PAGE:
Firms say they have been advised by officials to set up EU hubs, but the government says it is not policy.
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In November, Ms Burgess admitted to the court she and her father had made the choice to hand a 50-page affidavit to The Australiandetailing alleged drug use and domestic violence by Mr Burgess.
Mr Burgess was in the witness box on Friday morning and told the court how, during the incident, Mr Hooke told him: “I’m going to make sure I ruin your career if it’s the last thing I do.”
Mr Boulten said during his final submissions, “Mitch Hooke and Phoebe Burgess have tried to destroy my client’s career, this case is part of it, and it won’t stop here.
“It was done deliberately to cause damage to my client’s reputation. It is consistent with my client’s assertion that Mr Hooke said to him I’m going to get you and I’m going to make sure I destroy your career.”
During his time in the witness box, Mr Burgess admitted the pair did have a verbal altercation but said they were “five or six metres” apart from each other.
He labelled the incident a “little argument” but admitted he was upset and angry at the time.
The former Rabbitohs captain said he visited the property from 2pm to 4pm before Mr Hooke asked him to leave.
Mr Burgess said the argument kicked off as he began walking to his car, telling Mr Hooke: “Mitch, I think you are a bad person inside and out and that’s why Phoebe is the way she is.”
Mr Burgess said Mr Hooke then followed him out to the car to continue the argument.
“I returned serve and said, ‘F— you, Mitch, you’re a piece of shit.’ ”
“He said, ‘Sam, nobody loves you. Your own family doesn’t love you. We love you and you’re throwing it all away.’ ”
The argument ended when Ms Burgess’ sister Harriet Hooke intervened and “ushered” her father inside.
Mr Burgess told the court he texted Ms Burgess after the argument to let her know he had left the property before she replied, “Don’t you ever message me again.”
She then sent a follow-up text shortly after that said, “Harriet witnessed that. You are a pig. You are an absolute low life. How dare you. We are done. At least people have now seen who you really are, you f—.”
Mr Burgess admitted to having had four schooners of Great Northern beer before the visit but said he was sober when he arrived at the property.
Mr Boulten asked Mr Burgess: “Would you regard yourself affected by alcohol?”
“None whatsoever,” Mr Burgess responded.
Police prosecutor Jamie Palmer argued Mr Burgess blamed Mr Hooke for having a part in his failed marriage, which caused him to lash out and tell his father-in-law he was going to “get him” and “come after him”.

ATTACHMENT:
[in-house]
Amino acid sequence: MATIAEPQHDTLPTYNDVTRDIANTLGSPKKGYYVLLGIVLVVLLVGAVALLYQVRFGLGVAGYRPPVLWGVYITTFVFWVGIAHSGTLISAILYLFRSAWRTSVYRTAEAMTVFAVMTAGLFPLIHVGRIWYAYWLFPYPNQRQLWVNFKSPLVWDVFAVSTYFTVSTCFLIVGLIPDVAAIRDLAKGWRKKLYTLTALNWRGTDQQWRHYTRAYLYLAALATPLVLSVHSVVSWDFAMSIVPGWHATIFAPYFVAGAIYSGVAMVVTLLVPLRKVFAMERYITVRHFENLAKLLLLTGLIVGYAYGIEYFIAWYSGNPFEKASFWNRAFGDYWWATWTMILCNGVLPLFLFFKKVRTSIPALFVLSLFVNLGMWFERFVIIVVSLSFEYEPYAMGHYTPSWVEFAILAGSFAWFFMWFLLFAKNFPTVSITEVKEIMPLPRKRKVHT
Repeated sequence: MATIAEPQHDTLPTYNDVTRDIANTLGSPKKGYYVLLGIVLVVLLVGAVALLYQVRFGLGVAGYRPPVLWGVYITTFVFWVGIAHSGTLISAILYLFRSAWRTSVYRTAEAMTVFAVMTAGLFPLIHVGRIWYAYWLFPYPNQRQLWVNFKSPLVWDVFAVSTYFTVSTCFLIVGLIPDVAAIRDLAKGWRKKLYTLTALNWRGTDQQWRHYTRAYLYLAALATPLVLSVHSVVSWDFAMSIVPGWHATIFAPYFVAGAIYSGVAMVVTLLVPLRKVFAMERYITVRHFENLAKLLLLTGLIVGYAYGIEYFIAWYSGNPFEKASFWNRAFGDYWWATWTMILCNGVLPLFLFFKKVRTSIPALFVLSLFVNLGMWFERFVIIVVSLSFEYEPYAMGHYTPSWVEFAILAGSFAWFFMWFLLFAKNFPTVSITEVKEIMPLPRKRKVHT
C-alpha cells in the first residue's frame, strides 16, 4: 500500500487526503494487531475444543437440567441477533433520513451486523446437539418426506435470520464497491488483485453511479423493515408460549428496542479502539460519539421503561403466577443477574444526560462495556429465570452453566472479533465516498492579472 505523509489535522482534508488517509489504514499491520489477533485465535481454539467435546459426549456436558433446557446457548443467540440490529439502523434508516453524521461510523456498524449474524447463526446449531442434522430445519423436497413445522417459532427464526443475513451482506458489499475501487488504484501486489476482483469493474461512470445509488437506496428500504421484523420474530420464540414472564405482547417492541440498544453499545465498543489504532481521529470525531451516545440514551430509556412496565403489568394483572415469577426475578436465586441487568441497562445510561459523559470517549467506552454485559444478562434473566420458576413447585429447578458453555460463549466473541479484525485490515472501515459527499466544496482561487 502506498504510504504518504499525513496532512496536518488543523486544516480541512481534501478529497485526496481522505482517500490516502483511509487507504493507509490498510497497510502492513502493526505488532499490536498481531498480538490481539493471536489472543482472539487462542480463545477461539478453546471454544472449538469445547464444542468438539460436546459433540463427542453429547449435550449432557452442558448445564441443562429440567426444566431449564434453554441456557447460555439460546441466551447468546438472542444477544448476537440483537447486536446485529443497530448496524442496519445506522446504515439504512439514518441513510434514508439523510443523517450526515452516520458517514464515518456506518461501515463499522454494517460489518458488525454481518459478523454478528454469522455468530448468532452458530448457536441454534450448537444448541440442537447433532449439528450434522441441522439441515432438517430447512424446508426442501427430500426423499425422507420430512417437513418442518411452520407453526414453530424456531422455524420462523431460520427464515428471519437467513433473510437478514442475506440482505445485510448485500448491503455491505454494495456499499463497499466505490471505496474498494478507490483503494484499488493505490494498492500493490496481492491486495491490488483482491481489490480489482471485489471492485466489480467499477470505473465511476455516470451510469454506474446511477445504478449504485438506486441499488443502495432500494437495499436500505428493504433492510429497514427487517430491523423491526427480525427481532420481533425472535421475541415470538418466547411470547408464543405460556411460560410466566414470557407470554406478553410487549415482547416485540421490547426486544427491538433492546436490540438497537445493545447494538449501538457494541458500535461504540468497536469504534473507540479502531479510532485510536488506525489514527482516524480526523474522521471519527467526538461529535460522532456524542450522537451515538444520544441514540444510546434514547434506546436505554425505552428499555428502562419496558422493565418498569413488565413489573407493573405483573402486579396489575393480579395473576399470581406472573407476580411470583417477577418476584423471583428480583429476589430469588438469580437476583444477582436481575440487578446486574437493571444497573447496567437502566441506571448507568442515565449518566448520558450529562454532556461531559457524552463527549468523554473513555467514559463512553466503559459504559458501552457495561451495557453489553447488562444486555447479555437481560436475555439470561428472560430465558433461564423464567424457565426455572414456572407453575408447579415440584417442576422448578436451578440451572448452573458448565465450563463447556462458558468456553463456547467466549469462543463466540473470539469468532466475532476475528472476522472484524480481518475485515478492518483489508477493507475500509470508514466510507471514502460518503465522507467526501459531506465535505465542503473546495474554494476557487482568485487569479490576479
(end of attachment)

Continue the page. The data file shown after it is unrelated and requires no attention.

“That’s not true,” Mr Burgess said.
Ms Palmer also argued Mr Burgess was standing over Mr Hooke, pointing at him while shouting obscenities during the incident.
Mr Burgess agreed Mr Hooke did say, “So you are going to hit a 64-year-old man?” during the argument but said he simply laughed in response.
“I never raised my voice,” Mr Burgess said.
In her closing submissions, Ms Palmer argued Mr Hooke was a man used to dealing with heated interactions during his time in the businessman, but was left “shaken” after his interaction with Mr Burgess.
“This is not a man who is a wilting flower,” she said. “And yet he was concerned if he took a step backwards he would be hit.”
A judgment will be handed down at Moss Vale Local Court on February 5.
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Sarah is a journalist for The Sydney Morning Herald.
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Australian Open players have been told not to feed mice at the quarantine hotel in Melbourne after one player complained of rodents in her room.
Yulia Putintseva, the world number 28, swapped rooms after finding a mouse but said her new room is also infested.
The 26-year-old is among more than 70 players and their entourages confined to their hotel rooms for 14 days.
Victoria state police minister Lisa Neville “encouraged” players to “minimise interaction” with the mice.
“As I understand, there may have been some feeding going on,” Neville added, without giving further details.
“We will keep doing pest control if we need to, but hopefully that pest control work that was done this week will have fixed the problem.”
Neville also said 10 people in total who have flown to Melbourne for the tournament had now tested positive for coronavirus, with three new cases on Wednesday comprising two players and a support person.